Yayoi Kusama joined David Zwirner in early 2013, and had her inaugural exhibition with the gallery in New York that same year. Immediately following its opening, Yayoi Kusama: I Who Have Arrived In Heaven received widespread critical acclaim and international media coverage, quickly becoming David Zwirner’s most well-attended show. Attracting thousands of visitors a day, the exhibition was deemed a social media sensation and hailed by The New York Times as encouraging “the ultimate selfie.” Published on its occasion was a fully illustrated catalogue, which includes new scholarship on the artist’s work by art critic and poet Akira Tatehata and an original poem written by Kusama herself.
Since her first solo show in her native Japan in 1952, Kusama has exhibited widely in international solo and group presentations. The artist’s work was the subject of a large-scale, well-received retrospective that traveled from 2011 to 2012 to the Museo Nacional Centro de Arte Reina Sofía, Madrid; Centre Georges Pompidou, Paris; Tate Modern, London; and the Whitney Museum of American Art, New York.
Yayoi Kusama: Eternity of Eternal Eternity recently concluded its extensive tour to prominent institutions in Japan, which began in January 2012 and continued until October 2014. Museums included The National Museum of Art, Osaka; The Museum of Modern Art, Saitama; Matsumoto City Museum of Art; Niigata City Art Museum; Shizuoka Prefectural Museum of Art; Oita Art Museum; The Museum of Art, Kochi; Contemporary Art Museum, Kumamoto; Akita Senshu Museum of Art; and the Matsuzakaya Museum, Nagoya.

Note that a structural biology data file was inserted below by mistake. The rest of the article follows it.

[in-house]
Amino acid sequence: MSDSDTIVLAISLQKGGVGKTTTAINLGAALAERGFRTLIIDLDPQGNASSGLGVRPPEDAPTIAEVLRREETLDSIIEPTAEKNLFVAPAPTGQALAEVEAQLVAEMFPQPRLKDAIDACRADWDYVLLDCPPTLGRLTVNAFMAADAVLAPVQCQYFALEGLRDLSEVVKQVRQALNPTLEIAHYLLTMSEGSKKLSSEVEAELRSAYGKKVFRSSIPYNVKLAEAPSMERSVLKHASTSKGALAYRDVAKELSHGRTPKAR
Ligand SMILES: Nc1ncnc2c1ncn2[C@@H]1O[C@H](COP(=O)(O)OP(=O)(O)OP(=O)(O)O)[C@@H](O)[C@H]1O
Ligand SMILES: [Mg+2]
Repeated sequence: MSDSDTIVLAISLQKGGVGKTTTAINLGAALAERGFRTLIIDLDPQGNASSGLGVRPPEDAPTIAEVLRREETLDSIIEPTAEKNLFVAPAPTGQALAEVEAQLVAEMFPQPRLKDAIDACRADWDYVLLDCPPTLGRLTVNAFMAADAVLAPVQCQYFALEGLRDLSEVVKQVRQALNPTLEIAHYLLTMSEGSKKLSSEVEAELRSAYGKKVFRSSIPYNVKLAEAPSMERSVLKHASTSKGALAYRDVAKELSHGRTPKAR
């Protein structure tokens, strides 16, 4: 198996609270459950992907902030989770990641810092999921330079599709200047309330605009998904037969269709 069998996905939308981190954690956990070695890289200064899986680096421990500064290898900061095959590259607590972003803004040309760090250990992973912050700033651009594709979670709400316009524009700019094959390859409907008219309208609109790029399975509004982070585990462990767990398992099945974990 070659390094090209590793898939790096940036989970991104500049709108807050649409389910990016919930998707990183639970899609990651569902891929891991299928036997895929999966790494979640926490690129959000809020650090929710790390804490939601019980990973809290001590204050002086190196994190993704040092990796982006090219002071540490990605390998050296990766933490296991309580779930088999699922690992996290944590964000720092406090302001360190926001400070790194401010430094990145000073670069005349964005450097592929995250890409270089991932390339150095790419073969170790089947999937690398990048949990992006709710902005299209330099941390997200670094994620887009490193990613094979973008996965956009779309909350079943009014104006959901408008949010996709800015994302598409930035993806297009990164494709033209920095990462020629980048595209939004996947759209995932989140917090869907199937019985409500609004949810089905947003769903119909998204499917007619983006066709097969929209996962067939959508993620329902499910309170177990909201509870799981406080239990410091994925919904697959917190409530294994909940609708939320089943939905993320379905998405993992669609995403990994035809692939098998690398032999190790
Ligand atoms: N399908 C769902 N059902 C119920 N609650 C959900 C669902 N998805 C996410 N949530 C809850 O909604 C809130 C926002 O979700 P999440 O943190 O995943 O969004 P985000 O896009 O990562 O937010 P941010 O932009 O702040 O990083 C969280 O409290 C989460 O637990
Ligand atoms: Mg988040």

Traveling through Asia, Yayoi Kusama: A Dream I Dreamed encompasses over one hundred recent works and was first displayed at the Daegu Art Museum in Korea, followed by the Museum of Contemporary Art Shanghai and the Seoul Arts Center. It travels to two institutions in Taiwan—currently on view at the Kaohsiung Museum of Fine Arts (through May 17, 2015) and then to the National Taiwan Museum of Fine Arts, Taichung (June 6 – August 30, 2015)—as well as to India at the National Gallery of Modern Art, New Delhi (opening November 2015).
Yayoi Kusama: Infinite Obsession has been seen by more than two million people along its tour through Central and South America. Consisting of over one hundred works created between 1950 and 2013, it opened in June 2013 at Malba – Fundación Costantini, Buenos Aires and traveled to the Centro Cultural Banco do Brasil, Rio de Janeiro; Centro Cultural Banco do Brasil, Brasília; Instituto Tomie Ohtake, São Paulo; and the Museo Tamayo Arte Contemporáneo, Mexico City. The show is currently on view at the Fundación CorpArtes, Santiago (through June 7, 2015).
In the fall of 2015, the Louisiana Museum of Modern Art in Humlebæk, Denmark will present a comprehensive overview of Kusama’s practice, including works that span the full length of her career, that will travel to other major Scandinavian institutions.
Work by the artist is held in museum collections worldwide, including the Centre Georges Pompidou, Paris; Hirshhorn Museum and Sculpture Garden, Washington, D.C.; Los Angeles County Museum of Art; The Museum of Modern Art, New York; National Museum of Modern Art, Tokyo; Stedelijk Museum, Amsterdam; Tate Gallery, London; Walker Art Center, Minneapolis, Minnesota; Whitney Museum of American Art, New York; amongst numerous others. Kusama lives and works in Tokyo.
Book to buy : Yayoi Kusama, Infinity Net: The Autobiography of Yayoi Kusama, trans. by Ralph McCarthy (Chicago and London: The University of Chicago Press and Tate Publishing, 2011)
Yayoi Kusama Give Me Love . May 9 - June 13, 2015 . Zwirner, 519 & 525 West 19th Street . Tuesday – Saturday, 10 AM – 6 PM . Free and open to the public
01.06.2015 // show complete article